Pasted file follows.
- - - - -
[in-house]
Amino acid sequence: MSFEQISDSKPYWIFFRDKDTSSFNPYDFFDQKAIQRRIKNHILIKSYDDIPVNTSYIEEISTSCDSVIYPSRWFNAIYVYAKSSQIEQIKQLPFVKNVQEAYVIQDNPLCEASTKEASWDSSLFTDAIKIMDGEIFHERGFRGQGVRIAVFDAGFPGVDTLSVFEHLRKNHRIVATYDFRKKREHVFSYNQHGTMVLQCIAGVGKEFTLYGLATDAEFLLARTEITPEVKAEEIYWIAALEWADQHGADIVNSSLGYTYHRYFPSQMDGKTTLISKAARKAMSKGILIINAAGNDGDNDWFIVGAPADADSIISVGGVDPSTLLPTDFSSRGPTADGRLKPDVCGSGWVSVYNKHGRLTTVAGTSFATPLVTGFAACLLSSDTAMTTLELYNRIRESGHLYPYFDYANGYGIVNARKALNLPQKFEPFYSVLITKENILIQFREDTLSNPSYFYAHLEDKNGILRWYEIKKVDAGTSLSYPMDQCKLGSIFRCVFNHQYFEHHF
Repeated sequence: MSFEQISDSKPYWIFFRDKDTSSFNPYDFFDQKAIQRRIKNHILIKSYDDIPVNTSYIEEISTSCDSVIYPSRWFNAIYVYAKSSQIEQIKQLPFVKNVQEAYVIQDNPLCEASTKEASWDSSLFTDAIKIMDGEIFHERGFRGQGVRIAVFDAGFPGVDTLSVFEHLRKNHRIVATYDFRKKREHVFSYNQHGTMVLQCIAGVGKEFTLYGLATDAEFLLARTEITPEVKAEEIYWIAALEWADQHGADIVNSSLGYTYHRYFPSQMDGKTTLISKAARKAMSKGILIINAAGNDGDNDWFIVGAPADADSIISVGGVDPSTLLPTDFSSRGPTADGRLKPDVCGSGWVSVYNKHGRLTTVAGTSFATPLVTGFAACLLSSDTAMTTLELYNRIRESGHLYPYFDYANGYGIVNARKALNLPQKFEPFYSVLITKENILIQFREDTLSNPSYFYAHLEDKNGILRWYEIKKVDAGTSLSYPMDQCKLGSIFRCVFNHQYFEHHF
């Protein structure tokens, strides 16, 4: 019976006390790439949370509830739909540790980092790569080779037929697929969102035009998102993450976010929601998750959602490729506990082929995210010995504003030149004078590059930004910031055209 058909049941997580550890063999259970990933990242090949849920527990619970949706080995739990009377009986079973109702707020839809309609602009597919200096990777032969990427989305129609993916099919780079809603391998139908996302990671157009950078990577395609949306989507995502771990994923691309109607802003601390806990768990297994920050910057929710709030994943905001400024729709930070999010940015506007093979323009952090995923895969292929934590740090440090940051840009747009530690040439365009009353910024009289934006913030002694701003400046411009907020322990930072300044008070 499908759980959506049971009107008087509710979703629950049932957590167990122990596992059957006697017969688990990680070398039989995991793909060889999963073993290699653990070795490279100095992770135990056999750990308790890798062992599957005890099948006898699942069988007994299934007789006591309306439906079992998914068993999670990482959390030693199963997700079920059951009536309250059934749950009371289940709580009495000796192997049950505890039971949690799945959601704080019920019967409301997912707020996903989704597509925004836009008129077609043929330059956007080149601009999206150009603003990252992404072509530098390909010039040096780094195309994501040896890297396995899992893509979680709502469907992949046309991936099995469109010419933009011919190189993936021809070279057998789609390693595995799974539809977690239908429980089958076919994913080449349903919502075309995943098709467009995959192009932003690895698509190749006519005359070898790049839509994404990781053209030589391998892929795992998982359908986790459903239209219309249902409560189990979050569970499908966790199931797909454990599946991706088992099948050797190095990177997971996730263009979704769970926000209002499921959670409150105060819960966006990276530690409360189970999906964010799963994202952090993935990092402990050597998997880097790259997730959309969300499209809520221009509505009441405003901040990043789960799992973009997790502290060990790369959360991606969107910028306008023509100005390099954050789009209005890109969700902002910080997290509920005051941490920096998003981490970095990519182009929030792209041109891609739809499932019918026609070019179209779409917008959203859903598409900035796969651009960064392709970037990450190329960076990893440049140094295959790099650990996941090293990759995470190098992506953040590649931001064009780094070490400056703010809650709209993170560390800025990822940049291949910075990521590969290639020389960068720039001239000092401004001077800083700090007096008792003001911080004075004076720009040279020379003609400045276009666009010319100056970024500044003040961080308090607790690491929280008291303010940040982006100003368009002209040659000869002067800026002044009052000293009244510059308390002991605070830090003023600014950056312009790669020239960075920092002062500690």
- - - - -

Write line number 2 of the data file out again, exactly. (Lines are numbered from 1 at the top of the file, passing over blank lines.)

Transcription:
Amino acid sequence: MSFEQISDSKPYWIFFRDKDTSSFNPYDFFDQKAIQRRIKNHILIKSYDDIPVNTSYIEEISTSCDSVIYPSRWFNAIYVYAKSSQIEQIKQLPFVKNVQEAYVIQDNPLCEASTKEASWDSSLFTDAIKIMDGEIFHERGFRGQGVRIAVFDAGFPGVDTLSVFEHLRKNHRIVATYDFRKKREHVFSYNQHGTMVLQCIAGVGKEFTLYGLATDAEFLLARTEITPEVKAEEIYWIAALEWADQHGADIVNSSLGYTYHRYFPSQMDGKTTLISKAARKAMSKGILIINAAGNDGDNDWFIVGAPADADSIISVGGVDPSTLLPTDFSSRGPTADGRLKPDVCGSGWVSVYNKHGRLTTVAGTSFATPLVTGFAACLLSSDTAMTTLELYNRIRESGHLYPYFDYANGYGIVNARKALNLPQKFEPFYSVLITKENILIQFREDTLSNPSYFYAHLEDKNGILRWYEIKKVDAGTSLSYPMDQCKLGSIFRCVFNHQYFEHHF